10th Week, Saturday, Jun 15th

 1 Kings 19:19-21 / Matthew 5:33-37 

Elijah calls Elisha: Elisha follows Elijah.

Catherine Marshall’s book A Man Called Peter tells the story of her husband, who was the famous chaplain of Congress. It was made into a highly successful movie. One day, after the movie’s release, Catherine received an unusual letter from a young assistant sports editor of a newspaper. He told her that it was while watching the movie of Peter’s life that he felt God’s call to the ministry. The young man responded and was now happily studying in a seminary. It was under a similar unusual circumstance that Elisha experienced God’s call, said yes to it, and succeeded Elijah as God’s prophet to Israel.


Did we ever experience God’s call to us in an unusual situation or circumstance? God is constantly calling us to follow him more closely than we are.


If we know something about computer language, then we will know that at its very basics, it is about "1" and "0". Putting it simply in understandable language, it is about "Yes" or "No". How this works can be seen in a flow-chart where the flow goes from one "Yes" to the next "Yes". If there is a "No" then it goes to another flow process. But we don't usually talk in that kind of way. We will say things like "Yes, but.. maybe" or "Yes, if ..." In other words, our "Yes" is not always a committed and convicted "Yes". The same can be said of our "No"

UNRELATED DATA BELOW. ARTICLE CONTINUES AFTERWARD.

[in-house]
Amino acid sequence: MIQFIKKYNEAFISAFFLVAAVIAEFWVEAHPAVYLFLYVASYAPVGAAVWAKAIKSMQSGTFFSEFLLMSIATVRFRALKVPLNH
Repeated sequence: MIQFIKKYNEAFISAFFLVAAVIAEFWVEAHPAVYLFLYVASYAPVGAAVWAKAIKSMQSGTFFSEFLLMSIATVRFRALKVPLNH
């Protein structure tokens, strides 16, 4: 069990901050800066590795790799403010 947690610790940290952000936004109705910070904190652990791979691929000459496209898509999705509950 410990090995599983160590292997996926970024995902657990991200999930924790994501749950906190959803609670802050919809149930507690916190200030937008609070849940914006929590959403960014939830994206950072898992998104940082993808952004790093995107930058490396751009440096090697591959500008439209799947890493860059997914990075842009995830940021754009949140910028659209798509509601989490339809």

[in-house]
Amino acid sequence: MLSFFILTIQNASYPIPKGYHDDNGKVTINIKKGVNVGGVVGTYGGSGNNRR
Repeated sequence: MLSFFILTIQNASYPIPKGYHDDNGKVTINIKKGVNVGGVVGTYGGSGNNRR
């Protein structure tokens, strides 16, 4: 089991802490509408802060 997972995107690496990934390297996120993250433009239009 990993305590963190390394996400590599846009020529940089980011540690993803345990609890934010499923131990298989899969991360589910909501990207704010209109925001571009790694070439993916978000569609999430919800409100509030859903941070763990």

Elisha, in the 1st reading, also had the same problem. When Elijah passed near to him and threw his cloak over him, Elijah was calling him to follow him. He ran after Elijah and said "Yes" and then came the "ifs, buts and maybes. A simple question from Elijah was all it took to clear up Elisha's mind and with that he also gave up his oxen and plough.

Seeing all that go up in smoke was certainly not easy but the "Yes" that was required demanded nothing less. Jesus also emphasized that when He said this: "Yes" if you mean yes, "No" if you mean no. Putting it simply, let we say "Yes" to Jesus and "No" to the devil, and mean it. Anything more than this comes from the evil one.